Dorothy Bryant died on December 21, 2017.
We will all miss her warmth and talents.
Her website is now being maintained by her daughter, Lorri Ungaretti.
On This Page
• Writing a Novel (1978)
• Myths to Lie By (1984)
• Literary Lynching (1977)
When I published this little book in 1978, a request by a beginner for a book that might help was nearly always treated with contempt, or dismissed with weary impatience by professional writers/teachers: "You cannot learn to write from a book!"
It seemed to me that many beginning writers were not asking for a how-to book that would make them "creative," or rich, or famous. They were asking merely for some hints to get them through the daily, terrifying process of facing that blank page.
They needed to know about simple tools or crutches that help many of us get started—like the habit of making notes instead of counting on treacherous memory to retain an idea. They hoped for hints on how to move on from notes: how to create a character, not a stereotype; how to outline a plot (and when to scrap it); when and how to plunge into and through a first draft; how and why to rewrite, and rewrite, and rewrite.
I used statements by famous writers on their methods. I laid out my own struggles and mistakes, and told what I had learned from them. I made suggestions—not rules—about the ways most writers, most of the time, successfully combine many elements into a story.
Today many books take a sympathetic attitude toward the insecurities of beginners. But this one holds up pretty well—I can't think of anything in it I would change.
"Best of its kind."
—San Francisco Bay Guardian
NEED ISBN (paper)
This collection—essays, stories, reviews, and a mini-drama—carries the title of its first essay, a takeoff on the mythologist Joseph Campbell’s best seller, Myths to Live By (1972).
The word MYTH is an interesting antonym—meaning true or meaning false, depending on how it is used. Campbell used it to mean an enactment of archetypal patterns of human thought, expressed in ancient sacred and secular tales and texts, and re-enacted in different forms, daily.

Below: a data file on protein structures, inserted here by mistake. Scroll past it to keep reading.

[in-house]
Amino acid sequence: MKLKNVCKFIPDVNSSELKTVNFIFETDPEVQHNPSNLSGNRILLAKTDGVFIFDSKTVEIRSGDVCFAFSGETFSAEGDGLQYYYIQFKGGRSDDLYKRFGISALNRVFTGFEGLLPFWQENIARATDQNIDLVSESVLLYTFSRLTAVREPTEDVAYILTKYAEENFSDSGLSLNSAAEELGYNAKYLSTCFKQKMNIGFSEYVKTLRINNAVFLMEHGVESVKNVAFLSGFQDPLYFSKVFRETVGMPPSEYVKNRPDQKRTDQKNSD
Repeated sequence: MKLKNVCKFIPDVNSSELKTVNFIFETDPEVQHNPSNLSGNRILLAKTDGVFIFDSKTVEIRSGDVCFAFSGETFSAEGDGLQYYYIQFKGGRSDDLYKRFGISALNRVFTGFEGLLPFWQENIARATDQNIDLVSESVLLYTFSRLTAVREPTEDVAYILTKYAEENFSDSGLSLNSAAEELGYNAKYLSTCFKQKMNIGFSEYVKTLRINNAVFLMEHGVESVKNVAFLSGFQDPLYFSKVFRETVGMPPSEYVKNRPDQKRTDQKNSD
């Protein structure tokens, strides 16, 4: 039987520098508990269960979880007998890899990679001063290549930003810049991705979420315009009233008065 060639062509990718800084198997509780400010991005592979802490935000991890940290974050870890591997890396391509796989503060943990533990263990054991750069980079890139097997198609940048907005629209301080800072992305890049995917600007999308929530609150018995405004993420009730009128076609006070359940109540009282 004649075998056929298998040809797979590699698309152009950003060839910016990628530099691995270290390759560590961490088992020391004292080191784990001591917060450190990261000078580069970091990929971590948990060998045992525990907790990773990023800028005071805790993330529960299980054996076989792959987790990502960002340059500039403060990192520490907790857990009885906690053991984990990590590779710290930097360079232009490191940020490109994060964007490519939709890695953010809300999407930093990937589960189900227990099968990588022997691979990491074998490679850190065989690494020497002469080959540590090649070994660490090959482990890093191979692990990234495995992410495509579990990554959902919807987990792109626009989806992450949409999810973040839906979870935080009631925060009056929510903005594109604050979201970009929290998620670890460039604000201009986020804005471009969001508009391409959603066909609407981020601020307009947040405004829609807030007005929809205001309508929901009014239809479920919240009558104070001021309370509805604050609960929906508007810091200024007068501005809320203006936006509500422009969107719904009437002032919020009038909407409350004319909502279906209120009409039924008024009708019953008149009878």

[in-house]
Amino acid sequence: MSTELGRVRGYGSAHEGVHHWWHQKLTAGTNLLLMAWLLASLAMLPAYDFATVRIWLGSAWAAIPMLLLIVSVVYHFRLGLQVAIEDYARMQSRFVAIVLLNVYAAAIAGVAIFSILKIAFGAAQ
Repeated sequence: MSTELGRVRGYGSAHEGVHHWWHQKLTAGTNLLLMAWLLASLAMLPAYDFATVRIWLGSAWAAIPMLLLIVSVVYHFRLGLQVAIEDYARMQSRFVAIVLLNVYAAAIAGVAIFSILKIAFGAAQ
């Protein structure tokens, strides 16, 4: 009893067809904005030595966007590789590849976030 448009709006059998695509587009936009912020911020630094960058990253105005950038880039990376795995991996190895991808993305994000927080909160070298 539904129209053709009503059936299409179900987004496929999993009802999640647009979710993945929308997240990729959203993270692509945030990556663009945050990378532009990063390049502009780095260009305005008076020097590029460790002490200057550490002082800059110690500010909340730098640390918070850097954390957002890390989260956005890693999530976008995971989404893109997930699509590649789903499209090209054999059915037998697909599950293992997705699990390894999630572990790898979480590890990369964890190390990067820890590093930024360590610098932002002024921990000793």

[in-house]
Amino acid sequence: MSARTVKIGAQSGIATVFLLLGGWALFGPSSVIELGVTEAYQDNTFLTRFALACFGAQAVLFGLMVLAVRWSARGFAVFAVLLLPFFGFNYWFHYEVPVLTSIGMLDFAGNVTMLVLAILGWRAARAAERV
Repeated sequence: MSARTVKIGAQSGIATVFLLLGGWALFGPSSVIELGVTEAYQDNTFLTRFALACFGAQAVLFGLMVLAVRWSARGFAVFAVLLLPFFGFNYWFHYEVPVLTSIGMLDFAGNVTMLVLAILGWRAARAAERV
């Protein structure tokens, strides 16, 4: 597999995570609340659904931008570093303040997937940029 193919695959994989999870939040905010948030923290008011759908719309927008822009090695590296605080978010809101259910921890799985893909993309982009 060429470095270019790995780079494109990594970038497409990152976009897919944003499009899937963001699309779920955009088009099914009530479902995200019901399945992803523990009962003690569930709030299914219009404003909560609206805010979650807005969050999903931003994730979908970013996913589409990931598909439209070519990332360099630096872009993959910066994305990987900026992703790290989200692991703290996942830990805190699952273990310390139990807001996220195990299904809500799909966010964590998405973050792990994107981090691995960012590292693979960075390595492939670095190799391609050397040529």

Commonly, however, the word is used in its opposite sense—not a drama that expresses an inner, eternal truth about human life, but, rather, an untruth, a commonly accepted delusion.
I used the word in that sense—as a widespread mistaken belief. And, by omitting one letter in my title, I signaled that my essay would not only challenge the validity of common, questionable beliefs, but, sometimes, would question the motives of those who upheld them.
Certainly, not all of these short pieces perform this function, but many of them challenge common assumptions: that Samson was a gullible but innocent victim betrayed by his love/wife Delilah (check the Bible); that young rebels of the 1960s showed a purity missing in their elders (“The New Clichés”); that a famed (now forgotten) child psychologist was an benign authority—Bettelheim was later exposed as a harmful, almost criminal, fraud. The fiction is a selection of short stories based on delusions, shocks, and misadventures suffered by old, long-gone friends of mine.
It’s a mixed bag, uneven. Pick and choose what appeals to you.
"A rich miscellany of Bryant's short fiction, non-fiction, and reviews that recall memorable issues, heroes, and villains from the latter half of the 20th century,
a few in print here for the first time."
East Bay Monthly
Download for free from this website!
When I published A Day in San Francisco in 1983, the reaction against it and me was strong, irrational, and long-lived, slowly fading only as the AIDS crisis deepened.
Throughout this emerging tragedy (for me personally as well as for the world), I struggled to keep my balance. One comfort during this struggle was my learning about other serious, truthtelling authors who had been similarly attacked and censored, not by powerful government or religious institutions, but by their own, formerly friendly readership—the literaryequivalent of a delusional lynch mob.
I gradually assembled a "support group" of my betters: Ivan Turgenev, Thomas Hardy, Kate Chopin, George Orwell, Hannah Arendt, and William Styron—all wounded (and, in one case, destroyed) by unjustified, concerted attacks, aimed, not simply at countering a book, but at burying it—and its author. The reputations of some of these authors remain dubious even today, especially among people who take pride in never having read the condemned book!
I ended Literary Lynching with a detailed account of my own experience with a "literary lynch mob" attacking A Day in San Francisco—and with no hope that any publisher would invite trouble by printing it.
My completing Literary Lynching coincided with the spread of online publishing. Patricia Holt, former book editor of the San Francisco Chronicle, offered to run it, chapter by chapter, in her online book column, where it remained for several years. Now you can download it from this website.
The issues it raises remain relevant. In fact, today it may be even easier to "shoot the messenger" of unwelcome truths by online attacks. Conscious or unconscious fear of such attacks chills free expression, discourages authors from writing about, or even thinking about, important but risky subjects. Self-censorship destroys free speech by suicide.
“Bryant deftly and objectively places her own experience of
unfair and false attacks on her most controversial book,
by reminding us of distinguished writers of truths that readers
preferred not to believe.”
Published in "Holt Uncensored,"
online column of Patricia Holt, former Book Editor, S.F. Chronicle